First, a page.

In 1989, The National Interest published Francis Fukuyama's famous and controversial article, "The End of History." In covering the fall of the Soviet Union, The National Interest's featured contributors included not only specialists like Richard Pipes and Robert Conquest but also Nobel Prize-winning novelist Saul Bellow. The magazine was one of the first to devote attention to questions such as geo-economics and in more recent issues has explored concepts such as "superpower fatigue" and "developmental realism."
NI has an international readership, and excerpts from its articles have been published in the New York Times, Financial Times, The Australian, International Herald Tribune, Shin Dong-A, The Spectator, and Austria's Europaische Rundschau, as well as on online sites such as Inosmi.ru.
In 2005, 10 of the 14 members of NI's editorial board, led by Fukuyama and upset by the Nixon Center's changes to editorial policy, decided to leave the journal and create a rival publication, The American Interest. This split was seen as representative of a larger schism among Republicans and the end of an uneasy alliance between neoconservatives and realists that had characterized the Reagan years. In recent issues articles broadly critical of the direction of foreign policy under the George W. Bush administration have been published by senior members of the old Republican party establishment, most recently Brent Scowcroft and James Baker.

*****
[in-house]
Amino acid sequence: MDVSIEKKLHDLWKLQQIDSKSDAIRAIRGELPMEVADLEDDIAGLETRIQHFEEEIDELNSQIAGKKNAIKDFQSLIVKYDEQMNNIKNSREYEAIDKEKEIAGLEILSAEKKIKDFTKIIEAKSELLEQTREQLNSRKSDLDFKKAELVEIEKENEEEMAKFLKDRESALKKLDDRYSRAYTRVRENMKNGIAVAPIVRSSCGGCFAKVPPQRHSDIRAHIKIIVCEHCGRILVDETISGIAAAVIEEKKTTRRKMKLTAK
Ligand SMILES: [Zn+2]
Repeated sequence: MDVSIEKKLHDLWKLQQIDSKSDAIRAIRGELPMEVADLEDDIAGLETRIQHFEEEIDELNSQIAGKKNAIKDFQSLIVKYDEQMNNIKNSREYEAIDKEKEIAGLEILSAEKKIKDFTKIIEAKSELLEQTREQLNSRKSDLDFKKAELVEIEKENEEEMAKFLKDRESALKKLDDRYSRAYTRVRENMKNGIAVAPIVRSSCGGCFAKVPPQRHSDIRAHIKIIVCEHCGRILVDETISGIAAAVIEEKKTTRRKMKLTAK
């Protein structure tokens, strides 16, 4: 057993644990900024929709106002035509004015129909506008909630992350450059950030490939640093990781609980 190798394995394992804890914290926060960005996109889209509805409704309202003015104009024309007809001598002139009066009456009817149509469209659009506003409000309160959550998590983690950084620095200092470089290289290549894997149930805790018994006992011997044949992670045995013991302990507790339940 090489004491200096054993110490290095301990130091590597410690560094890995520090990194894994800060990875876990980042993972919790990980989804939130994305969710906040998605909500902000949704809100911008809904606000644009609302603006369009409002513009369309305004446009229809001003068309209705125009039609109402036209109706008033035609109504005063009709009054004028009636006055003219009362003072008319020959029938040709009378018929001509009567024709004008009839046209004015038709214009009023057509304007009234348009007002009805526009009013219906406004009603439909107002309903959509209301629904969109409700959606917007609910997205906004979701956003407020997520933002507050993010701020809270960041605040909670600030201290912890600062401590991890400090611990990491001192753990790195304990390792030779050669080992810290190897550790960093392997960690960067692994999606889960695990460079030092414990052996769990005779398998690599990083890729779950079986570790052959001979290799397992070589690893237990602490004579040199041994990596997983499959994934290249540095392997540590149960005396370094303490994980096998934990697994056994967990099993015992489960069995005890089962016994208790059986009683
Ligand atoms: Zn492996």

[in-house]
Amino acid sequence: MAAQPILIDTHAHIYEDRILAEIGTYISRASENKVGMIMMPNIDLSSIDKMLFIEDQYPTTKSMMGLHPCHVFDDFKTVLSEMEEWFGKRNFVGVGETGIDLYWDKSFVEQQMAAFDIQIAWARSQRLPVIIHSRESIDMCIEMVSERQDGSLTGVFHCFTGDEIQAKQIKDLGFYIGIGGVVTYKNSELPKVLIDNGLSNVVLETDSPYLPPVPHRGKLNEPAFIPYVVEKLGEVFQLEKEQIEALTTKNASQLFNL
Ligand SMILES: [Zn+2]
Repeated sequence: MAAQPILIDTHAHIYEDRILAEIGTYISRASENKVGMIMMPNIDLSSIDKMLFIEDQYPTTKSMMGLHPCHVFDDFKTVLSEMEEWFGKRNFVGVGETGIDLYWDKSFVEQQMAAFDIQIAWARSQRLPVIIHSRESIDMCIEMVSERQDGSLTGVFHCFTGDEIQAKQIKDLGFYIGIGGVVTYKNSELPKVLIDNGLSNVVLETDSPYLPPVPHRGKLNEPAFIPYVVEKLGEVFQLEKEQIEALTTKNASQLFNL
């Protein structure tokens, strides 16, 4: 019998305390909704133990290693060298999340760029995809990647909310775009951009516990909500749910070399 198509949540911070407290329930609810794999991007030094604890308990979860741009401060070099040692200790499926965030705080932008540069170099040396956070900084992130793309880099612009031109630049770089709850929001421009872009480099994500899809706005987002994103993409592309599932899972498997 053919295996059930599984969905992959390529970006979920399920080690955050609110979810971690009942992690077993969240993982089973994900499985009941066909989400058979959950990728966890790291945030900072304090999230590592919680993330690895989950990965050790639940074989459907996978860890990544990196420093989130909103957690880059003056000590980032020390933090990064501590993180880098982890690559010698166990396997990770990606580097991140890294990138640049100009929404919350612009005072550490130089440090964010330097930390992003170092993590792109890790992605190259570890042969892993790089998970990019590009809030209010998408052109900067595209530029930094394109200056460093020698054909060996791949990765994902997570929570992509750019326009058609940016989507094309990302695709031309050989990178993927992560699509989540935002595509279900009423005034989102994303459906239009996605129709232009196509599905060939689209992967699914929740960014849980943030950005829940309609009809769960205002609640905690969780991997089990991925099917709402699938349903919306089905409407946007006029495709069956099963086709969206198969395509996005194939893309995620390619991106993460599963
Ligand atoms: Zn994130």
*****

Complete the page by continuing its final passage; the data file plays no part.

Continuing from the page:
While The National Interest still has contributions from neoconservative and liberal authors, it has in recent issues articulated growing opposition to a number of Bush Administration policies, including skepticism about democracy promotion and the feasibility of taking military action against Iran. The magazine also tends to support continued engagement with China and Russia despite non-democratic practices at home and challenges to U.S. policies abroad. Articles by a number of long-time conservative thinkers--Robert Tucker and Graham Fuller among them--have questioned the conservative credentials of the administration, and the magazine has tended to gravitate toward positions taken by Senator Chuck Hagel, to a lesser extent Dick Lugar (with the exception of his stance on policy toward Russia) and John Warner.
In 2006, the magazine adopted a new, glossier cover format, based around a central image and tagline, making it look more like the Georgetown Journal of International Affairs or Foreign Policy than Foreign Affairs or Commentary, which have only text on their covers. The magazine also added daily online content to its website.
While more expensive on a per-page basis, in 2006 and early 2007, The National Interest is typically shorter (about 100 pages) and cheaper ($7 per issue) than Foreign Affairs and, to a lesser extent, The American Interest. Articles in NI are substantially shorter than those in, for example, Foreign Affairs. In the January/February 2007 issues of the magazines, no article in NI exceeded 10 pages, while all eight items in the essays section of Foreign Affairs exceeded 10 pages, with some exceeding 20 pages in length.
The advisory council members include Morton Abramowitz, Graham Allison, Conrad Black, John Mearsheimer, Daniel Pipes, and Dov Zakheim. The contributing editors include: Aluf Benn, Ian Bremmer, Ted Galen Carpenter, Anatol Lieven, John Hulsman, Pang Zhongying, Alexey Pushkov, David B. Rivkin, Jr., and Ray Takeyh. Ximena Ortiz serves as a senior editor.
Alexis Debat resigned as a contributing editor in September 2007 after revelations appeared in the French and American press that he had fabricated interviews with leading U.S. political figures for the French journal Politique Internationale.